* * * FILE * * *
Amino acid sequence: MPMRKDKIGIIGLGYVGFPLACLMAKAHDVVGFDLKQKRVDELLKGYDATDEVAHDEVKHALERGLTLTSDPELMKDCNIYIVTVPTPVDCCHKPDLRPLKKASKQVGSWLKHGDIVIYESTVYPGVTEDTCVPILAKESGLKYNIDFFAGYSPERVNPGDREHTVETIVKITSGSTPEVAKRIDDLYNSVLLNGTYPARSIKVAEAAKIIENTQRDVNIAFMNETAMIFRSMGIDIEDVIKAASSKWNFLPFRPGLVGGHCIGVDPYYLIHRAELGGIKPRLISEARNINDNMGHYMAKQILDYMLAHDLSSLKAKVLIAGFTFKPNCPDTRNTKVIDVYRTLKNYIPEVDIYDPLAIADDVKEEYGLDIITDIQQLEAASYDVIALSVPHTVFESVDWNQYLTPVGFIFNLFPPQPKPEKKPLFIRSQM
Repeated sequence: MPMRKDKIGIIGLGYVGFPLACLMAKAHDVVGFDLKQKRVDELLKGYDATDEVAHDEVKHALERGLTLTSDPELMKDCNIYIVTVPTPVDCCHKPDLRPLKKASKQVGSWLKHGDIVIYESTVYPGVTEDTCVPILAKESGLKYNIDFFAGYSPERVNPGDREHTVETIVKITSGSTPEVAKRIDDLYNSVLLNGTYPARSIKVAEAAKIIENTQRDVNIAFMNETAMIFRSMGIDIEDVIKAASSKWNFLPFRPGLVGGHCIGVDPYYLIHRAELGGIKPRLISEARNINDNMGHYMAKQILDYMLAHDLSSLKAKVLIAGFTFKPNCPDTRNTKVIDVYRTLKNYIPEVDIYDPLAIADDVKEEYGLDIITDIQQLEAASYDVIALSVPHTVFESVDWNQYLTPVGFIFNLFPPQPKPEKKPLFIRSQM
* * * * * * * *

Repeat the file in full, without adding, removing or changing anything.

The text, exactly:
Amino acid sequence: MPMRKDKIGIIGLGYVGFPLACLMAKAHDVVGFDLKQKRVDELLKGYDATDEVAHDEVKHALERGLTLTSDPELMKDCNIYIVTVPTPVDCCHKPDLRPLKKASKQVGSWLKHGDIVIYESTVYPGVTEDTCVPILAKESGLKYNIDFFAGYSPERVNPGDREHTVETIVKITSGSTPEVAKRIDDLYNSVLLNGTYPARSIKVAEAAKIIENTQRDVNIAFMNETAMIFRSMGIDIEDVIKAASSKWNFLPFRPGLVGGHCIGVDPYYLIHRAELGGIKPRLISEARNINDNMGHYMAKQILDYMLAHDLSSLKAKVLIAGFTFKPNCPDTRNTKVIDVYRTLKNYIPEVDIYDPLAIADDVKEEYGLDIITDIQQLEAASYDVIALSVPHTVFESVDWNQYLTPVGFIFNLFPPQPKPEKKPLFIRSQM
Repeated sequence: MPMRKDKIGIIGLGYVGFPLACLMAKAHDVVGFDLKQKRVDELLKGYDATDEVAHDEVKHALERGLTLTSDPELMKDCNIYIVTVPTPVDCCHKPDLRPLKKASKQVGSWLKHGDIVIYESTVYPGVTEDTCVPILAKESGLKYNIDFFAGYSPERVNPGDREHTVETIVKITSGSTPEVAKRIDDLYNSVLLNGTYPARSIKVAEAAKIIENTQRDVNIAFMNETAMIFRSMGIDIEDVIKAASSKWNFLPFRPGLVGGHCIGVDPYYLIHRAELGGIKPRLISEARNINDNMGHYMAKQILDYMLAHDLSSLKAKVLIAGFTFKPNCPDTRNTKVIDVYRTLKNYIPEVDIYDPLAIADDVKEEYGLDIITDIQQLEAASYDVIALSVPHTVFESVDWNQYLTPVGFIFNLFPPQPKPEKKPLFIRSQM